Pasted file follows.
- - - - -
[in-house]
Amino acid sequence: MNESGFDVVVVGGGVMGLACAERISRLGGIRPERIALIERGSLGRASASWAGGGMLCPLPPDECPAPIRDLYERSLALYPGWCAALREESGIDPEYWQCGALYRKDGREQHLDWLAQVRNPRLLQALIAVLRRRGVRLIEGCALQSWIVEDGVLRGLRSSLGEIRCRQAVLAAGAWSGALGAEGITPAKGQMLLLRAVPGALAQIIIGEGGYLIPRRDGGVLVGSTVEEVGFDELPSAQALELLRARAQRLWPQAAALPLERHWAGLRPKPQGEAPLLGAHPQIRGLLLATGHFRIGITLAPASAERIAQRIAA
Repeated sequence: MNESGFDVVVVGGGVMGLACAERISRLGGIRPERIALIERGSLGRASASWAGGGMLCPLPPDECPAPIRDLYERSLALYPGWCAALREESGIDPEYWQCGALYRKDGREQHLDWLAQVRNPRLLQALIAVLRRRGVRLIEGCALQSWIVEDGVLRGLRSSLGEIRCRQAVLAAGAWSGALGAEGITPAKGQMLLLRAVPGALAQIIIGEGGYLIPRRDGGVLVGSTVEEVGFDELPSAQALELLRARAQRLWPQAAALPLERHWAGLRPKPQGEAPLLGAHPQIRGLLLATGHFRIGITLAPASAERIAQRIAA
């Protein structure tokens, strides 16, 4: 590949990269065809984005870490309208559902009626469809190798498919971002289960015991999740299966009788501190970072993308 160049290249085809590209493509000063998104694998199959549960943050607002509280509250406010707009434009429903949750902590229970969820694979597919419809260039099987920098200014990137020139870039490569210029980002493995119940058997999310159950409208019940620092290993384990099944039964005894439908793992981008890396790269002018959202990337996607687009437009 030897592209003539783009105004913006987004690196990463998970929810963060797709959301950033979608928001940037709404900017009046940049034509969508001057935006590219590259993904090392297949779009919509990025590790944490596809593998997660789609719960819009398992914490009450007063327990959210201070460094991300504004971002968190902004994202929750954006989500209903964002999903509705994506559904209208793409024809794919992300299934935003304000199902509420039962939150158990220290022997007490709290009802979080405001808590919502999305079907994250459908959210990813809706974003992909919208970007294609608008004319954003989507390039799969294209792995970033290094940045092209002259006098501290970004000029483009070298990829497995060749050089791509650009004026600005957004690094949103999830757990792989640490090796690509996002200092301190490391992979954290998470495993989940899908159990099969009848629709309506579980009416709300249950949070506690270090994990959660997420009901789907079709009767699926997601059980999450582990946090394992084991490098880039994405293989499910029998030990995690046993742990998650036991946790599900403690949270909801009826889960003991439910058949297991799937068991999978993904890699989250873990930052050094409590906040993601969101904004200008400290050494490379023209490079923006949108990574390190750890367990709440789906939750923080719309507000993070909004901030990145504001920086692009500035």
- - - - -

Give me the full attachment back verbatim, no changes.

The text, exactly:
[in-house]
Amino acid sequence: MNESGFDVVVVGGGVMGLACAERISRLGGIRPERIALIERGSLGRASASWAGGGMLCPLPPDECPAPIRDLYERSLALYPGWCAALREESGIDPEYWQCGALYRKDGREQHLDWLAQVRNPRLLQALIAVLRRRGVRLIEGCALQSWIVEDGVLRGLRSSLGEIRCRQAVLAAGAWSGALGAEGITPAKGQMLLLRAVPGALAQIIIGEGGYLIPRRDGGVLVGSTVEEVGFDELPSAQALELLRARAQRLWPQAAALPLERHWAGLRPKPQGEAPLLGAHPQIRGLLLATGHFRIGITLAPASAERIAQRIAA
Repeated sequence: MNESGFDVVVVGGGVMGLACAERISRLGGIRPERIALIERGSLGRASASWAGGGMLCPLPPDECPAPIRDLYERSLALYPGWCAALREESGIDPEYWQCGALYRKDGREQHLDWLAQVRNPRLLQALIAVLRRRGVRLIEGCALQSWIVEDGVLRGLRSSLGEIRCRQAVLAAGAWSGALGAEGITPAKGQMLLLRAVPGALAQIIIGEGGYLIPRRDGGVLVGSTVEEVGFDELPSAQALELLRARAQRLWPQAAALPLERHWAGLRPKPQGEAPLLGAHPQIRGLLLATGHFRIGITLAPASAERIAQRIAA
């Protein structure tokens, strides 16, 4: 590949990269065809984005870490309208559902009626469809190798498919971002289960015991999740299966009788501190970072993308 160049290249085809590209493509000063998104694998199959549960943050607002509280509250406010707009434009429903949750902590229970969820694979597919419809260039099987920098200014990137020139870039490569210029980002493995119940058997999310159950409208019940620092290993384990099944039964005894439908793992981008890396790269002018959202990337996607687009437009 030897592209003539783009105004913006987004690196990463998970929810963060797709959301950033979608928001940037709404900017009046940049034509969508001057935006590219590259993904090392297949779009919509990025590790944490596809593998997660789609719960819009398992914490009450007063327990959210201070460094991300504004971002968190902004994202929750954006989500209903964002999903509705994506559904209208793409024809794919992300299934935003304000199902509420039962939150158990220290022997007490709290009802979080405001808590919502999305079907994250459908959210990813809706974003992909919208970007294609608008004319954003989507390039799969294209792995970033290094940045092209002259006098501290970004000029483009070298990829497995060749050089791509650009004026600005957004690094949103999830757990792989640490090796690509996002200092301190490391992979954290998470495993989940899908159990099969009848629709309506579980009416709300249950949070506690270090994990959660997420009901789907079709009767699926997601059980999450582990946090394992084991490098880039994405293989499910029998030990995690046993742990998650036991946790599900403690949270909801009826889960003991439910058949297991799937068991999978993904890699989250873990930052050094409590906040993601969101904004200008400290050494490379023209490079923006949108990574390190750890367990709440789906939750923080719309507000993070909004901030990145504001920086692009500035």